Star Tribune, November 15, 2006
The new system for Minneapolis elections is scheduled to go into effect in 2009, but there may be obstacles.
Terry Collins, Star Tribune
Minneapolis voters spoke loudly last week when, by a nearly 2-to-1 ratio, they chose a new kind of balloting for most city elections -- instant-runoff voting.
End of story? Hardly.
There are still hurdles to be cleared before instant runoff's planned launch three years from now -- for one, setting the ground rules on precisely how the system will work. Then there's an estimated $1.2 million to $1.4 million cost to implement the system, mostly for new voting equipment. And there's a chance that opponents will mount a legal challenge.
But if all goes through, the 2009 election for mayor and City Council will be like nothing Minneapolis voters have seen.
Instead of two elections for those offices -- a primary and a general contest -- there will be just one. The ballot will ask voters to rank their first, second and third choices for each seat, provided there are that many candidates.
Those second and third choices could end up putting a candidate over the top, if the race is close.
Supporters say the system gives voters more voice and politicians an incentive for positive campaigning. Critics say that, among other things, it cuts back debate by eliminating primaries.
San Francisco, Cambridge, Mass., and Burlington, Vt., already use instant-runoff voting, also called single transferable vote and ranked-choice voting, as do voters in Ireland and Australia.
And residents of Oakland and Davis, Calif., as well as those of Pierce County, Wash., also voted last week to adopt the new kind of election.
Minneapolis residents will still use traditional voting methods for the school board, county, state and federal offices.
Setting things up
Now council members and city officials in Minneapolis, along with Hennepin County officials and the Minnesota secretary of state, must create the rules and procedures to get instant-runoff balloting into place by 2009.
"We're not in this alone," Cindy Reichert, the city's elections director, said last week. "This is a complex process and quite an undertaking that needs to be done right the first time."
In single-seat races, if no candidate receives a majority of first-choice votes, the candidate with the fewest is eliminated. The second-choice votes on those ballots are allotted to the candidates who got them. This process is repeated until a candidate receives a majority of votes.
The process gets considerably more complicated for multiple-seat elections, such as the Park and Recreation Board, Library Board and Board of Estimate and Taxation.
In a current Park Board election, for example, voters select up to three candidates if three seats are open; the winners are the top three vote-getters. Under instant-runoff voting, voters would still choose multiple candidates, but would rank them by first choice, second choice and so on.
Those totals will be tallied to ensure that as few votes as possible are "wasted," in other words, that the choices of as many ballots as possible are counted.
How votes are transferred
If one candidate gets more first-choice votes than needed to be elected, the lower-ranked choices on those ballots will receive those "surplus" votes. If a candidate is defeated because he or she receives the fewest votes, the lower-ranked choices on those ballots will receive those votes.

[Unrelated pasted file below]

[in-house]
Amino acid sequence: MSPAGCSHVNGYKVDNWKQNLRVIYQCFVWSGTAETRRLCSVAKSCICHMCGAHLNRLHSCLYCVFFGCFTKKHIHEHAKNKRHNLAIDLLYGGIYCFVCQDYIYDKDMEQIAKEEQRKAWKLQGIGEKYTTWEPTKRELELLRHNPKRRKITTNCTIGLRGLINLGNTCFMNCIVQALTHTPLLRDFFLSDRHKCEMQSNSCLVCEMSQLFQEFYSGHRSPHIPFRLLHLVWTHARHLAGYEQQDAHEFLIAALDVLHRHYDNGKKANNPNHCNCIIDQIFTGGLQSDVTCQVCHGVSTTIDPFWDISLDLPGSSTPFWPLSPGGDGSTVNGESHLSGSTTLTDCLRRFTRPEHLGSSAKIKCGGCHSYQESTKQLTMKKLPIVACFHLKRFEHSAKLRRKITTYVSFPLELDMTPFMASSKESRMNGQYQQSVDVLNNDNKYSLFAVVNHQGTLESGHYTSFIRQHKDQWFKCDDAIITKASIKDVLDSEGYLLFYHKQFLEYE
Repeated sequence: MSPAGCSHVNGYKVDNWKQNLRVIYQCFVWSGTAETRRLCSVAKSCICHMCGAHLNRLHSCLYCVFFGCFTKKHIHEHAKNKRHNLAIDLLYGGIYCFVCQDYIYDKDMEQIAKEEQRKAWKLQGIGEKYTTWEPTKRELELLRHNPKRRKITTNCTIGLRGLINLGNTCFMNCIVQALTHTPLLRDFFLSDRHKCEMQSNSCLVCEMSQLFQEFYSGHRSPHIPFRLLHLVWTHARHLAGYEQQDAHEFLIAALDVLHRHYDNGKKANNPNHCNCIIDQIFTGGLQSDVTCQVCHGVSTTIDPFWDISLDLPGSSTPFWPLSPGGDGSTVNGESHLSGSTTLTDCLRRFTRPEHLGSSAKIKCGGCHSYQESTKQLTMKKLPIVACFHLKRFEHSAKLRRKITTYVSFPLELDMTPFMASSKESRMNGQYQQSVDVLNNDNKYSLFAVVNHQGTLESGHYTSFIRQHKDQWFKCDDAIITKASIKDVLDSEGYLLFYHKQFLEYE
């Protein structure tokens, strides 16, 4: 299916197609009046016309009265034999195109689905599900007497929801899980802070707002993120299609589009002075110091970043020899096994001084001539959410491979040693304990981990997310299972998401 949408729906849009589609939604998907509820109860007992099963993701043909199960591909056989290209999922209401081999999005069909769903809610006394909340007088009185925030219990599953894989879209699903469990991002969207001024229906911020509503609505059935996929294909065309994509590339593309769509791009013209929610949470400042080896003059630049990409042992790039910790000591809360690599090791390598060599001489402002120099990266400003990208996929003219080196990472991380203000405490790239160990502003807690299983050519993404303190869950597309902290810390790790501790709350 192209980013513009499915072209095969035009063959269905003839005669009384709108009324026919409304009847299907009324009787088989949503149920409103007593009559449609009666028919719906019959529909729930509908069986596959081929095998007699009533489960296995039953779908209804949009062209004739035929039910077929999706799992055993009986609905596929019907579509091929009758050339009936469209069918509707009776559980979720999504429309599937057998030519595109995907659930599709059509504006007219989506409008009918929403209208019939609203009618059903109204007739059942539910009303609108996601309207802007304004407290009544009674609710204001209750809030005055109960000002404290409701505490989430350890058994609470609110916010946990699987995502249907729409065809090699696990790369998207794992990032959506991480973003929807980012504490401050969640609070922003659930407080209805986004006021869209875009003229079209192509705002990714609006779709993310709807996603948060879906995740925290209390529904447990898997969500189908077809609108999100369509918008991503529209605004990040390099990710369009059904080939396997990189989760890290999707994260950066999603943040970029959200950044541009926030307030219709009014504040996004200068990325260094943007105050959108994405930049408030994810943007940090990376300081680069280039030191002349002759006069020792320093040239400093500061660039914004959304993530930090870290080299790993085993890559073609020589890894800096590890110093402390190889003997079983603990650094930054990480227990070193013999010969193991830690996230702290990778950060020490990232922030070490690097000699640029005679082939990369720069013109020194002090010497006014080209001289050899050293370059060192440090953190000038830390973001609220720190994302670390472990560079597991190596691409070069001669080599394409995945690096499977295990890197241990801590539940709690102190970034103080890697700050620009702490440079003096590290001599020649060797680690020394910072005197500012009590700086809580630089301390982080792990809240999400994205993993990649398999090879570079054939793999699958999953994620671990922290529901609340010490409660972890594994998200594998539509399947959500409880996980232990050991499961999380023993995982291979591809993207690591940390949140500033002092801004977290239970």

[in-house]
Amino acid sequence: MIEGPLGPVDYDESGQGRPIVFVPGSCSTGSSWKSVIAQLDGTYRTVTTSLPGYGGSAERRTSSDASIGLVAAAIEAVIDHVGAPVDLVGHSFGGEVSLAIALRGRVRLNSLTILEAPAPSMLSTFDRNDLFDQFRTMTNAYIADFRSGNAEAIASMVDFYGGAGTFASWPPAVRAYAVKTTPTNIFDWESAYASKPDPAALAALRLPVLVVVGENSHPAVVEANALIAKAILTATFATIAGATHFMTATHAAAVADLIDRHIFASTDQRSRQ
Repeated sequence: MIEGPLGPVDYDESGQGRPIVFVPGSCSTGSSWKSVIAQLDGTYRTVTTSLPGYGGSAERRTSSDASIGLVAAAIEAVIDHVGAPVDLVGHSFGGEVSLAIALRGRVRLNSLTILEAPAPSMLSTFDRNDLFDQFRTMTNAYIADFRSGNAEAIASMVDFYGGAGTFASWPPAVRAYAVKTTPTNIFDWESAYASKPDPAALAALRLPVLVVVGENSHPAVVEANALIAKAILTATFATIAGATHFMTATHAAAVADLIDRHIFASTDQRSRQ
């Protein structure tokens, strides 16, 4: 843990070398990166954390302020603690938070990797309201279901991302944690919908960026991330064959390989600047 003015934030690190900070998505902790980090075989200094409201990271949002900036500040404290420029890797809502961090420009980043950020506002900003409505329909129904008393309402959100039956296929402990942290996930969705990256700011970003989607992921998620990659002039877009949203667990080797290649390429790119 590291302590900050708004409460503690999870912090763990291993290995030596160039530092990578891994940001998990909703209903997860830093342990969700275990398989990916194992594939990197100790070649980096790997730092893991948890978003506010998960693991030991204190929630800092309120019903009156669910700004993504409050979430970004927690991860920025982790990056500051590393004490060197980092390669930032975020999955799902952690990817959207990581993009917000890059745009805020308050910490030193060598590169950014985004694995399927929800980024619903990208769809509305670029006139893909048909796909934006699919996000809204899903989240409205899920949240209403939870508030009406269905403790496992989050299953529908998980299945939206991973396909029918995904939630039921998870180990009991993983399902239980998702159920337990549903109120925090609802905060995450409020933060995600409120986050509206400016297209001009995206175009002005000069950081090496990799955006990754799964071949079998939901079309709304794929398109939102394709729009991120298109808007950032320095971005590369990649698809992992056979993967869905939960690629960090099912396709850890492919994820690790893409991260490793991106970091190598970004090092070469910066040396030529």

"When we talk about 'wasted votes,' it is not the voter who wastes a vote; it is the system that wastes votes," said Tony Solgard, president of FairVote Minnesota, an organization that educates about voting methods. "Minneapolis has adopted a system that wastes fewer votes and makes every vote count as fully as possible."
Steven Hill, political reform director for the New America Foundation, a nonpartisan think tank in Washington and California, believes that the process will allow residents to select governing bodies that actually "mirror" them in terms of race, gender and background.
This is called proportional representation, and supporters also believe that it gives voters more choice and brings higher voter turnout, doing away with a winner-take-all outcome.
Hill, who played a key role in San Francisco's instant-runoff campaign in 2002, said that city had its third election with the system last week and that no problems were reported. In exit polls, 87 percent of voters said they understood the process, he said.
In Minneapolis, instant-runoff voting could be used as early as the 2009 races, Reichert said. But the City Council also would have the option to postpone it, if it acts at least four months before the election.
Some raise questions
Council President Barbara Johnson, the lone council member opposing instant runoff, said she wonders where the money to implement it will come from. "It will mean some other project won't get done," she said. "Something's going to have to give, because we don't have $1.2 million lying around."
Andy Cilek, president of the Minnesota Voters Alliance, which opposes instant runoff, said the timeline will give his organization a chance to challenge its constitutionality.
"By then, we'll have ample firepower to prove how bad it is," Cilek said. "Right now, it's their argument versus ours." The alliance says that, among other problems, instant-runoff voting would suppress debate by eliminating primaries and could create an artificial majority for a winning candidate by including second-choice votes.
Educating residents about their new election system also will be a priority, Solgard and Reichert said.
Terry Collins • 612-673-1790 • firstname.lastname@example.org
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